As Californians, we’ve become much too accustomed to seeing helicopters on the news spraying thousands of gallons of water over landscapes ablaze with fire. This year alone, NBC News has reported that there have already been upwards of 4,600 fires in California, and that statistic has continued to grow since August. CAL FIRE has also shared that 95 percent of wildfires are caused by humans.
Needless to say, every family should be familiar with fire prevention efforts and emergency tips. Since Fire Prevention Week begins Sunday, October 8, now is a good time to review prevention tips to help you and your family stay safe and prevent potential disasters.
Prevention begins with home maintenance and common-sense safety during recreation. As a homeowner, you must maintain your “defensible space,” which covers the 100-foot area surrounding your home. Be sure to keep dead plants, dry or dead grass, weeds, dried leaves, and pine needles cleared from this space. One hot ember can put your home at serious risk. Maintain the distance between tree branches, and make sure they’re at least six inches from the ground, to prevent what fire experts call the “fire ladder.” Avoid mowing the lawn during low humidity and strong winds as one spark from the lawnmower may cause you more trouble than you bargained for. If you’re barbecuing, camping, or using new outdoor equipment, make sure you take proper precautions to reduce the risk of fire.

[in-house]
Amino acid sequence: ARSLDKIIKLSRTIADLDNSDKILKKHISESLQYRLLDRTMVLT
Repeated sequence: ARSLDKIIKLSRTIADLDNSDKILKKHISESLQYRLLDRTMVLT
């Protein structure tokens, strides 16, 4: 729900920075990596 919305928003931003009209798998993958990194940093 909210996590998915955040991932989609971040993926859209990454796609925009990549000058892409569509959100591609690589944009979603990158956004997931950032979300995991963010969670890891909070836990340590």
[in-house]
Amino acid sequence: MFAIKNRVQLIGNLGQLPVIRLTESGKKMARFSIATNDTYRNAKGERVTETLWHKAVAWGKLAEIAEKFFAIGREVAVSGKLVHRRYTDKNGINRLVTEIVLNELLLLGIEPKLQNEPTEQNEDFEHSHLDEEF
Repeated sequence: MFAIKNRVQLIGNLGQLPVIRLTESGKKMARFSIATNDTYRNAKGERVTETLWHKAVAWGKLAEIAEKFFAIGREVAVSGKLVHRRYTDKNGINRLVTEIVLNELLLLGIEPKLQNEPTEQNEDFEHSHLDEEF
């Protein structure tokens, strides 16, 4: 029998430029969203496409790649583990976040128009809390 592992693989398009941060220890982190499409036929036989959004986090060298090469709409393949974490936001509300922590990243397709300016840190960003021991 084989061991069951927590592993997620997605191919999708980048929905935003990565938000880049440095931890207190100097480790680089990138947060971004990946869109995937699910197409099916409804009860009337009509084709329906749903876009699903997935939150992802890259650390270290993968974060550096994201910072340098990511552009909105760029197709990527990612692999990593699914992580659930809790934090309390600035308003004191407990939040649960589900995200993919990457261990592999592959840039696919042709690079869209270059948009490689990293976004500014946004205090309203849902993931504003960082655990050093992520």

Something else to think about which dates back to grade school is an evacuation plan. We all remember the loud alarm going off and faculty members escorting us outside to safety during those long school fire drills. They may have felt tedious at times, however, when your family has an evacuation plan in place, things will go smoother and it could save a life. Always keep an emergency kit in your vehicle, create an evacuation plan checklist that fits your family’s needs, and if you have animals, make sure they have a safe place to go as well.
Maintaining your vehicle, especially the brakes, cooling system, and tires is also key. Car accidents can cause a vehicle to quickly go up in flames. If you don’t have one already, add a fire extinguisher to your car safety kit. Lastly, try to avoid parking in dry brush areas as brush can be easily ignited by hot parts on your car.
Good planning and prevention are key to avoiding wildfires. Check out our website at www.wcmagazines.com under Events to check for an open house scheduled at your local fire station.